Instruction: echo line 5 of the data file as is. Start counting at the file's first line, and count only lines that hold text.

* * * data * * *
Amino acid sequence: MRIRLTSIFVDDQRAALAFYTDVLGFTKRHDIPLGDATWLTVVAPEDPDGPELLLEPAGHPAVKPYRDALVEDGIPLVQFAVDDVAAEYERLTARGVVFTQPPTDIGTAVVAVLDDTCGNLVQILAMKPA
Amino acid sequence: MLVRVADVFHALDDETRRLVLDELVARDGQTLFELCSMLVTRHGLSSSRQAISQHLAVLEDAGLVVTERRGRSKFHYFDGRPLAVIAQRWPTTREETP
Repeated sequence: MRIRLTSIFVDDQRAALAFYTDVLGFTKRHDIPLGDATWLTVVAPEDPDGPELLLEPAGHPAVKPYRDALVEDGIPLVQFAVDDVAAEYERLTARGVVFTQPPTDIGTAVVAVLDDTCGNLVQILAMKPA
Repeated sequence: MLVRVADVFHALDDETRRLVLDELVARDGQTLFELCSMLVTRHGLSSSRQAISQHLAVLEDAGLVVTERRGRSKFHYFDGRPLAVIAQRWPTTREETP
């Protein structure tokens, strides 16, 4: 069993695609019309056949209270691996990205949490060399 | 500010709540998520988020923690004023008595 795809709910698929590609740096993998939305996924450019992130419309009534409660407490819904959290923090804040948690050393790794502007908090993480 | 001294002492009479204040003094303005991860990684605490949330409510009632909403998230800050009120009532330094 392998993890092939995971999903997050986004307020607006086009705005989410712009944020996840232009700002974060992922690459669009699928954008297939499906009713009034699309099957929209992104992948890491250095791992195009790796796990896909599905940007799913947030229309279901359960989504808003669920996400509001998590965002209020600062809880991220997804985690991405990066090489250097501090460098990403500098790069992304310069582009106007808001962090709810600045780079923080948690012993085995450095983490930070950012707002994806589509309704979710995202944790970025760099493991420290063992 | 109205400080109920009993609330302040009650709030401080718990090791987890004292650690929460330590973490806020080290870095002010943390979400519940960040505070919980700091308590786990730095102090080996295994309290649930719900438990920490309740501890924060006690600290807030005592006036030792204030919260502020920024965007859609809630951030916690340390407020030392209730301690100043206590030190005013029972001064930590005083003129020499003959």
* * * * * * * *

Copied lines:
């Protein structure tokens, strides 16, 4: 069993695609019309056949209270691996990205949490060399 | 500010709540998520988020923690004023008595 795809709910698929590609740096993998939305996924450019992130419309009534409660407490819904959290923090804040948690050393790794502007908090993480 | 001294002492009479204040003094303005991860990684605490949330409510009632909403998230800050009120009532330094 392998993890092939995971999903997050986004307020607006086009705005989410712009944020996840232009700002974060992922690459669009699928954008297939499906009713009034699309099957929209992104992948890491250095791992195009790796796990896909599905940007799913947030229309279901359960989504808003669920996400509001998590965002209020600062809880991220997804985690991405990066090489250097501090460098990403500098790069992304310069582009106007808001962090709810600045780079923080948690012993085995450095983490930070950012707002994806589509309704979710995202944790970025760099493991420290063992 | 109205400080109920009993609330302040009650709030401080718990090791987890004292650690929460330590973490806020080290870095002010943390979400519940960040505070919980700091308590786990730095102090080996295994309290649930719900438990920490309740501890924060006690600290807030005592006036030792204030919260502020920024965007859609809630951030916690340390407020030392209730301690100043206590030190005013029972001064930590005083003129020499003959």